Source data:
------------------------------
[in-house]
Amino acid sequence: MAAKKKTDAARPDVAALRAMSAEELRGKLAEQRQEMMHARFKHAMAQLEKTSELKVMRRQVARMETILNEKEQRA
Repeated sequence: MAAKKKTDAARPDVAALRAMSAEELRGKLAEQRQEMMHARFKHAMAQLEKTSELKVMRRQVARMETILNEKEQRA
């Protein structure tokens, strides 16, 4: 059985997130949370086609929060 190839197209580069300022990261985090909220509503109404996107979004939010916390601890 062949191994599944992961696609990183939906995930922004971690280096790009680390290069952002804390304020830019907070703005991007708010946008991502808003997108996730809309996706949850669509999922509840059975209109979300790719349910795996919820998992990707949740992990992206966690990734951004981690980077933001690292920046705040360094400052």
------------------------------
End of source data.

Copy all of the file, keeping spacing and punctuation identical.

[in-house]
Amino acid sequence: MAAKKKTDAARPDVAALRAMSAEELRGKLAEQRQEMMHARFKHAMAQLEKTSELKVMRRQVARMETILNEKEQRA
Repeated sequence: MAAKKKTDAARPDVAALRAMSAEELRGKLAEQRQEMMHARFKHAMAQLEKTSELKVMRRQVARMETILNEKEQRA
């Protein structure tokens, strides 16, 4: 059985997130949370086609929060 190839197209580069300022990261985090909220509503109404996107979004939010916390601890 062949191994599944992961696609990183939906995930922004971690280096790009680390290069952002804390304020830019907070703005991007708010946008991502808003997108996730809309996706949850669509999922509840059975209109979300790719349910795996919820998992990707949740992990992206966690990734951004981690980077933001690292920046705040360094400052």